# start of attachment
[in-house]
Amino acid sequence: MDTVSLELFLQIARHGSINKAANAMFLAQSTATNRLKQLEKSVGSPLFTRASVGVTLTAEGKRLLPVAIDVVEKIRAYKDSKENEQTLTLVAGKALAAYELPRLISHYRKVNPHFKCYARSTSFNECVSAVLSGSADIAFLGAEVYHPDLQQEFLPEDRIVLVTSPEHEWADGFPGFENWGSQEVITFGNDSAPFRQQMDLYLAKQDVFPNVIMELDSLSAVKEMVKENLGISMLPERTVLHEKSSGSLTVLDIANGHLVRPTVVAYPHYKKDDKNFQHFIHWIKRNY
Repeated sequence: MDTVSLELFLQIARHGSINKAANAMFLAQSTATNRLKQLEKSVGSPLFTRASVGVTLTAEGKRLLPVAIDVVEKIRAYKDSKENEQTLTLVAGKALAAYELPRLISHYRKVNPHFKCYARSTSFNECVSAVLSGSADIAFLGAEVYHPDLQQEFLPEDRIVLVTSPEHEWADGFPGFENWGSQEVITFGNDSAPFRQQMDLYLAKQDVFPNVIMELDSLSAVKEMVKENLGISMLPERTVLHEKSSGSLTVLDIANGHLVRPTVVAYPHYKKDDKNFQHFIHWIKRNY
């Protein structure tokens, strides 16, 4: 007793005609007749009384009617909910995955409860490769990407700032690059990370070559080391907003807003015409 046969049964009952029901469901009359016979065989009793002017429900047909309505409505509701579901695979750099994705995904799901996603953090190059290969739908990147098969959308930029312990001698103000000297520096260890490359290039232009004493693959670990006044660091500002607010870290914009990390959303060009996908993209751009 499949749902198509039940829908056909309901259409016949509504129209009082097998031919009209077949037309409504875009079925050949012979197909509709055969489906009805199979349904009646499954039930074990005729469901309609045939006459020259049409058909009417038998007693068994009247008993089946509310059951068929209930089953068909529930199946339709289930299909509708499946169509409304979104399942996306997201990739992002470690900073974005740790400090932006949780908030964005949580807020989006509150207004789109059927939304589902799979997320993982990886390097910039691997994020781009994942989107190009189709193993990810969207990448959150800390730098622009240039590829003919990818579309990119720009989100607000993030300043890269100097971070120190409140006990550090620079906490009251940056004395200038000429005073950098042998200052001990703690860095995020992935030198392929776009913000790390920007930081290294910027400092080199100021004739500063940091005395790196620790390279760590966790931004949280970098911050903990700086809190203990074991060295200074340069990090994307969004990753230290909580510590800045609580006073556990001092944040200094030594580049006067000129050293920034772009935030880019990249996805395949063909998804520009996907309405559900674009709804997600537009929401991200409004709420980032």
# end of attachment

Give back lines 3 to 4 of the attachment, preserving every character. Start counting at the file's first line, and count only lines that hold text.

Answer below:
Repeated sequence: MDTVSLELFLQIARHGSINKAANAMFLAQSTATNRLKQLEKSVGSPLFTRASVGVTLTAEGKRLLPVAIDVVEKIRAYKDSKENEQTLTLVAGKALAAYELPRLISHYRKVNPHFKCYARSTSFNECVSAVLSGSADIAFLGAEVYHPDLQQEFLPEDRIVLVTSPEHEWADGFPGFENWGSQEVITFGNDSAPFRQQMDLYLAKQDVFPNVIMELDSLSAVKEMVKENLGISMLPERTVLHEKSSGSLTVLDIANGHLVRPTVVAYPHYKKDDKNFQHFIHWIKRNY
């Protein structure tokens, strides 16, 4: 007793005609007749009384009617909910995955409860490769990407700032690059990370070559080391907003807003015409 046969049964009952029901469901009359016979065989009793002017429900047909309505409505509701579901695979750099994705995904799901996603953090190059290969739908990147098969959308930029312990001698103000000297520096260890490359290039232009004493693959670990006044660091500002607010870290914009990390959303060009996908993209751009 499949749902198509039940829908056909309901259409016949509504129209009082097998031919009209077949037309409504875009079925050949012979197909509709055969489906009805199979349904009646499954039930074990005729469901309609045939006459020259049409058909009417038998007693068994009247008993089946509310059951068929209930089953068909529930199946339709289930299909509708499946169509409304979104399942996306997201990739992002470690900073974005740790400090932006949780908030964005949580807020989006509150207004789109059927939304589902799979997320993982990886390097910039691997994020781009994942989107190009189709193993990810969207990448959150800390730098622009240039590829003919990818579309990119720009989100607000993030300043890269100097971070120190409140006990550090620079906490009251940056004395200038000429005073950098042998200052001990703690860095995020992935030198392929776009913000790390920007930081290294910027400092080199100021004739500063940091005395790196620790390279760590966790931004949280970098911050903990700086809190203990074991060295200074340069990090994307969004990753230290909580510590800045609580006073556990001092944040200094030594580049006067000129050293920034772009935030880019990249996805395949063909998804520009996907309405559900674009709804997600537009929401991200409004709420980032």